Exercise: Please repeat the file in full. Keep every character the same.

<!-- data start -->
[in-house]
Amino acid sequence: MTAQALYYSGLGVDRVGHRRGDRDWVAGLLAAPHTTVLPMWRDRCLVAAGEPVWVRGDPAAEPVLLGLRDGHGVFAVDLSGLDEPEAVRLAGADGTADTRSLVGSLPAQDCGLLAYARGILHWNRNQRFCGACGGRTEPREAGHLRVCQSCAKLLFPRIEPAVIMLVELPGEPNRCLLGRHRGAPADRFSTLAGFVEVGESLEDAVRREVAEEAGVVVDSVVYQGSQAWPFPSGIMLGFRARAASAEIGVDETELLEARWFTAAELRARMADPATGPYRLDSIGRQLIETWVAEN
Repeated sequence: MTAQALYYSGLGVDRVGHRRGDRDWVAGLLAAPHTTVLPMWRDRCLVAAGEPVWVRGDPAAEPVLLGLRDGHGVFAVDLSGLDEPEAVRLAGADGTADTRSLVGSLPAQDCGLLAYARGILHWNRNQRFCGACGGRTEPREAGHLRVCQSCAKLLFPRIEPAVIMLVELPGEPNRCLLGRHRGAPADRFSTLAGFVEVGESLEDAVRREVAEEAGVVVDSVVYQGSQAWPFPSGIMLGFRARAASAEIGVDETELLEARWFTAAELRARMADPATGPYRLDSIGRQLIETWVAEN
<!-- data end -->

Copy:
[in-house]
Amino acid sequence: MTAQALYYSGLGVDRVGHRRGDRDWVAGLLAAPHTTVLPMWRDRCLVAAGEPVWVRGDPAAEPVLLGLRDGHGVFAVDLSGLDEPEAVRLAGADGTADTRSLVGSLPAQDCGLLAYARGILHWNRNQRFCGACGGRTEPREAGHLRVCQSCAKLLFPRIEPAVIMLVELPGEPNRCLLGRHRGAPADRFSTLAGFVEVGESLEDAVRREVAEEAGVVVDSVVYQGSQAWPFPSGIMLGFRARAASAEIGVDETELLEARWFTAAELRARMADPATGPYRLDSIGRQLIETWVAEN
Repeated sequence: MTAQALYYSGLGVDRVGHRRGDRDWVAGLLAAPHTTVLPMWRDRCLVAAGEPVWVRGDPAAEPVLLGLRDGHGVFAVDLSGLDEPEAVRLAGADGTADTRSLVGSLPAQDCGLLAYARGILHWNRNQRFCGACGGRTEPREAGHLRVCQSCAKLLFPRIEPAVIMLVELPGEPNRCLLGRHRGAPADRFSTLAGFVEVGESLEDAVRREVAEEAGVVVDSVVYQGSQAWPFPSGIMLGFRARAASAEIGVDETELLEARWFTAAELRARMADPATGPYRLDSIGRQLIETWVAEN